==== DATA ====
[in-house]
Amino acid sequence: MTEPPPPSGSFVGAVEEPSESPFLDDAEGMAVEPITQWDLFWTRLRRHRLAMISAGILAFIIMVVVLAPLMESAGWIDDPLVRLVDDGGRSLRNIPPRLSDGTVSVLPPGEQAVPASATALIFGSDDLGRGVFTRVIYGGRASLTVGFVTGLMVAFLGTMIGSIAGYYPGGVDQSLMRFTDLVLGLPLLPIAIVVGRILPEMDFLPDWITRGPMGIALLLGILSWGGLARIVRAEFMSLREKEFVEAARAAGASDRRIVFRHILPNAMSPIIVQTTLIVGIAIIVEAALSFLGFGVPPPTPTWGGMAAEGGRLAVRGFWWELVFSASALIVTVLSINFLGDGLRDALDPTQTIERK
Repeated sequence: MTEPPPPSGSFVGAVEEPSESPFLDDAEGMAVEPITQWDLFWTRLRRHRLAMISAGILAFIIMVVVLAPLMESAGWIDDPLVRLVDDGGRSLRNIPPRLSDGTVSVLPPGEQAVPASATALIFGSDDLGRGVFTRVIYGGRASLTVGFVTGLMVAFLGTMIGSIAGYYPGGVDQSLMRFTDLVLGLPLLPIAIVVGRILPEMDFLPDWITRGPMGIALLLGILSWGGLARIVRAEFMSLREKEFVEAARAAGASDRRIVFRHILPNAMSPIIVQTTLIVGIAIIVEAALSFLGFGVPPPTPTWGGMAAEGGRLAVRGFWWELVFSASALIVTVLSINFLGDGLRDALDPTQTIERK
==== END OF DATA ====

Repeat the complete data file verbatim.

[in-house]
Amino acid sequence: MTEPPPPSGSFVGAVEEPSESPFLDDAEGMAVEPITQWDLFWTRLRRHRLAMISAGILAFIIMVVVLAPLMESAGWIDDPLVRLVDDGGRSLRNIPPRLSDGTVSVLPPGEQAVPASATALIFGSDDLGRGVFTRVIYGGRASLTVGFVTGLMVAFLGTMIGSIAGYYPGGVDQSLMRFTDLVLGLPLLPIAIVVGRILPEMDFLPDWITRGPMGIALLLGILSWGGLARIVRAEFMSLREKEFVEAARAAGASDRRIVFRHILPNAMSPIIVQTTLIVGIAIIVEAALSFLGFGVPPPTPTWGGMAAEGGRLAVRGFWWELVFSASALIVTVLSINFLGDGLRDALDPTQTIERK
Repeated sequence: MTEPPPPSGSFVGAVEEPSESPFLDDAEGMAVEPITQWDLFWTRLRRHRLAMISAGILAFIIMVVVLAPLMESAGWIDDPLVRLVDDGGRSLRNIPPRLSDGTVSVLPPGEQAVPASATALIFGSDDLGRGVFTRVIYGGRASLTVGFVTGLMVAFLGTMIGSIAGYYPGGVDQSLMRFTDLVLGLPLLPIAIVVGRILPEMDFLPDWITRGPMGIALLLGILSWGGLARIVRAEFMSLREKEFVEAARAAGASDRRIVFRHILPNAMSPIIVQTTLIVGIAIIVEAALSFLGFGVPPPTPTWGGMAAEGGRLAVRGFWWELVFSASALIVTVLSINFLGDGLRDALDPTQTIERK